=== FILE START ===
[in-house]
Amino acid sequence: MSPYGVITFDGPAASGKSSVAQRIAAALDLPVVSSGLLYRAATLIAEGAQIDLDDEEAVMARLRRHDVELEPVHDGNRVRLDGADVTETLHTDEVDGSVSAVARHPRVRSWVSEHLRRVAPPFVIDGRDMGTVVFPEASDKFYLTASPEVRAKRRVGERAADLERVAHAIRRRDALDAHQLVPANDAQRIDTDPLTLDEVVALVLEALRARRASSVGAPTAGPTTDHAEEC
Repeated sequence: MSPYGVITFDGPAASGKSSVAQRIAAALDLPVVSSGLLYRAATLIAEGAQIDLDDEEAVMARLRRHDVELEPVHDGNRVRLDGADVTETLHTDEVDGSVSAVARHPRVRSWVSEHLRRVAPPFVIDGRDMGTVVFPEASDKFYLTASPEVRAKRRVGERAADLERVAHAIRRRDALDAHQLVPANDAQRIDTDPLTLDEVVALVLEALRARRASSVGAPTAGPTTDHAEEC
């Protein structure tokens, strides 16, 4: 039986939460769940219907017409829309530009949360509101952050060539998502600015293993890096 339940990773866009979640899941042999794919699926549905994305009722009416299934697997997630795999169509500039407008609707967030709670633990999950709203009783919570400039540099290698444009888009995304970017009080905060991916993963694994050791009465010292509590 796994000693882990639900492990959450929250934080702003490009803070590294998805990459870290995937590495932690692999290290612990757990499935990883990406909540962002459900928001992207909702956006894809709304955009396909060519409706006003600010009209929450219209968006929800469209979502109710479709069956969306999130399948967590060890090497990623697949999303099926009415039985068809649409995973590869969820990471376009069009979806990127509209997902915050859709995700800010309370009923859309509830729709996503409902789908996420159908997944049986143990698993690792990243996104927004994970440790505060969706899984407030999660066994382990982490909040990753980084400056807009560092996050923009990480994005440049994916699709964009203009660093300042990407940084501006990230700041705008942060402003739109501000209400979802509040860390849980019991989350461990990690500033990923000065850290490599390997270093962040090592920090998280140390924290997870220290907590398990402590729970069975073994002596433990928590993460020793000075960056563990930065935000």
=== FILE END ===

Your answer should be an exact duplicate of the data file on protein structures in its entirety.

[in-house]
Amino acid sequence: MSPYGVITFDGPAASGKSSVAQRIAAALDLPVVSSGLLYRAATLIAEGAQIDLDDEEAVMARLRRHDVELEPVHDGNRVRLDGADVTETLHTDEVDGSVSAVARHPRVRSWVSEHLRRVAPPFVIDGRDMGTVVFPEASDKFYLTASPEVRAKRRVGERAADLERVAHAIRRRDALDAHQLVPANDAQRIDTDPLTLDEVVALVLEALRARRASSVGAPTAGPTTDHAEEC
Repeated sequence: MSPYGVITFDGPAASGKSSVAQRIAAALDLPVVSSGLLYRAATLIAEGAQIDLDDEEAVMARLRRHDVELEPVHDGNRVRLDGADVTETLHTDEVDGSVSAVARHPRVRSWVSEHLRRVAPPFVIDGRDMGTVVFPEASDKFYLTASPEVRAKRRVGERAADLERVAHAIRRRDALDAHQLVPANDAQRIDTDPLTLDEVVALVLEALRARRASSVGAPTAGPTTDHAEEC
């Protein structure tokens, strides 16, 4: 039986939460769940219907017409829309530009949360509101952050060539998502600015293993890096 339940990773866009979640899941042999794919699926549905994305009722009416299934697997997630795999169509500039407008609707967030709670633990999950709203009783919570400039540099290698444009888009995304970017009080905060991916993963694994050791009465010292509590 796994000693882990639900492990959450929250934080702003490009803070590294998805990459870290995937590495932690692999290290612990757990499935990883990406909540962002459900928001992207909702956006894809709304955009396909060519409706006003600010009209929450219209968006929800469209979502109710479709069956969306999130399948967590060890090497990623697949999303099926009415039985068809649409995973590869969820990471376009069009979806990127509209997902915050859709995700800010309370009923859309509830729709996503409902789908996420159908997944049986143990698993690792990243996104927004994970440790505060969706899984407030999660066994382990982490909040990753980084400056807009560092996050923009990480994005440049994916699709964009203009660093300042990407940084501006990230700041705008942060402003739109501000209400979802509040860390849980019991989350461990990690500033990923000065850290490599390997270093962040090592920090998280140390924290997870220290907590398990402590729970069975073994002596433990928590993460020793000075960056563990930065935000």